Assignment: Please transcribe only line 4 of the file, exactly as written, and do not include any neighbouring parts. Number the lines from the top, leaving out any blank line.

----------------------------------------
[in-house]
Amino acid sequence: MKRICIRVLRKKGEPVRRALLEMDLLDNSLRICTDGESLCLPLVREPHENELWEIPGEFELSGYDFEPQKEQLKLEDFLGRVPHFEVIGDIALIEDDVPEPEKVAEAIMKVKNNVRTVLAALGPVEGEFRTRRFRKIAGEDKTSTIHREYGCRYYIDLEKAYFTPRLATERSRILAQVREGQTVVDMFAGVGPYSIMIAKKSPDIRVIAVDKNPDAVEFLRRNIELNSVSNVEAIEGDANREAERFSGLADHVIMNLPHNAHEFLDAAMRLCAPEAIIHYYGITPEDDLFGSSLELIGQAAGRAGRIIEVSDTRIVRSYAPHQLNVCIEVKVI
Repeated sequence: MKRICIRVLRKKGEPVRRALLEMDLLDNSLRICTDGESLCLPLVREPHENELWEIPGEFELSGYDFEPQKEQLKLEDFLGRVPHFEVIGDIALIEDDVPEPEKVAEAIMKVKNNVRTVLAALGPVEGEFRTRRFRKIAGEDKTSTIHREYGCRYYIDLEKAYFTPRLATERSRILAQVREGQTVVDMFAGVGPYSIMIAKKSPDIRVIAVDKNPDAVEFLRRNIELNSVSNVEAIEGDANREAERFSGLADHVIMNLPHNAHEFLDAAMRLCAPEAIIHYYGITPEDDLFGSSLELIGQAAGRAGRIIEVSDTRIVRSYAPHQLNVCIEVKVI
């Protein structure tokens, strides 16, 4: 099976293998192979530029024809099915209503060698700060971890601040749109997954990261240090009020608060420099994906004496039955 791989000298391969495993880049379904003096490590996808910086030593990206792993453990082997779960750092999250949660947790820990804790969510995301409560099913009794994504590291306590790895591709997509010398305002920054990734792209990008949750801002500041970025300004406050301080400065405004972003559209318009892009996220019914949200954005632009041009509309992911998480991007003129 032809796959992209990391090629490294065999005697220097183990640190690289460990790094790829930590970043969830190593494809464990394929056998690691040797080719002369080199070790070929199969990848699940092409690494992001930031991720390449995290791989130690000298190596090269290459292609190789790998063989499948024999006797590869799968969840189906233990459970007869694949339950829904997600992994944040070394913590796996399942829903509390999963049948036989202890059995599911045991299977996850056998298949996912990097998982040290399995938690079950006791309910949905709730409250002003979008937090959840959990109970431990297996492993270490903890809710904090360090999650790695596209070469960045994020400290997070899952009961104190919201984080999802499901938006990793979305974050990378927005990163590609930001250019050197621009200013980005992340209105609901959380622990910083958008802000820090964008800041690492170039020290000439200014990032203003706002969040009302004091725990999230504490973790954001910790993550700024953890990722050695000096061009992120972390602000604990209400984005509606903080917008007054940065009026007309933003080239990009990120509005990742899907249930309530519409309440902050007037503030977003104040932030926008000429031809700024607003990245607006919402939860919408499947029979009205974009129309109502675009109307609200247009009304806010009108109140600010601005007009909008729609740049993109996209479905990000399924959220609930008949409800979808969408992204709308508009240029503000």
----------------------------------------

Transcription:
């Protein structure tokens, strides 16, 4: 099976293998192979530029024809099915209503060698700060971890601040749109997954990261240090009020608060420099994906004496039955 791989000298391969495993880049379904003096490590996808910086030593990206792993453990082997779960750092999250949660947790820990804790969510995301409560099913009794994504590291306590790895591709997509010398305002920054990734792209990008949750801002500041970025300004406050301080400065405004972003559209318009892009996220019914949200954005632009041009509309992911998480991007003129 032809796959992209990391090629490294065999005697220097183990640190690289460990790094790829930590970043969830190593494809464990394929056998690691040797080719002369080199070790070929199969990848699940092409690494992001930031991720390449995290791989130690000298190596090269290459292609190789790998063989499948024999006797590869799968969840189906233990459970007869694949339950829904997600992994944040070394913590796996399942829903509390999963049948036989202890059995599911045991299977996850056998298949996912990097998982040290399995938690079950006791309910949905709730409250002003979008937090959840959990109970431990297996492993270490903890809710904090360090999650790695596209070469960045994020400290997070899952009961104190919201984080999802499901938006990793979305974050990378927005990163590609930001250019050197621009200013980005992340209105609901959380622990910083958008802000820090964008800041690492170039020290000439200014990032203003706002969040009302004091725990999230504490973790954001910790993550700024953890990722050695000096061009992120972390602000604990209400984005509606903080917008007054940065009026007309933003080239990009990120509005990742899907249930309530519409309440902050007037503030977003104040932030926008000429031809700024607003990245607006919402939860919408499947029979009205974009129309109502675009109307609200247009009304806010009108109140600010601005007009909008729609740049993109996209479905990000399924959220609930008949409800979808969408992204709308508009240029503000």